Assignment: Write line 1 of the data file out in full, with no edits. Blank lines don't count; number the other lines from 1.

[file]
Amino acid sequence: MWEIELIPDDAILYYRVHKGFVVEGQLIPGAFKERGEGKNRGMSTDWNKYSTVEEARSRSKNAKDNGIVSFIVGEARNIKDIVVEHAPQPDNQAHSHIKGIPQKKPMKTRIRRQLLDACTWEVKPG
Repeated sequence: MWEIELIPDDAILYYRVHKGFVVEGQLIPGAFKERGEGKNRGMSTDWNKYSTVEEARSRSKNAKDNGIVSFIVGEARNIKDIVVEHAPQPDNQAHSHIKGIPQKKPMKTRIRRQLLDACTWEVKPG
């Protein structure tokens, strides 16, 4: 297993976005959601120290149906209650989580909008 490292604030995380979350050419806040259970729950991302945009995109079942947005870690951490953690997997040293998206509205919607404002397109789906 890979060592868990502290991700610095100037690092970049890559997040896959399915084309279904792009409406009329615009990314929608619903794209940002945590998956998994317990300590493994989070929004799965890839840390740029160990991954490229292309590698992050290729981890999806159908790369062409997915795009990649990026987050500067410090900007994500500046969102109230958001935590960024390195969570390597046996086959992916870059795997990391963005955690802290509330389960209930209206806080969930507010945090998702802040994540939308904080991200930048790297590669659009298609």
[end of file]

Amino acid sequence: MWEIELIPDDAILYYRVHKGFVVEGQLIPGAFKERGEGKNRGMSTDWNKYSTVEEARSRSKNAKDNGIVSFIVGEARNIKDIVVEHAPQPDNQAHSHIKGIPQKKPMKTRIRRQLLDACTWEVKPG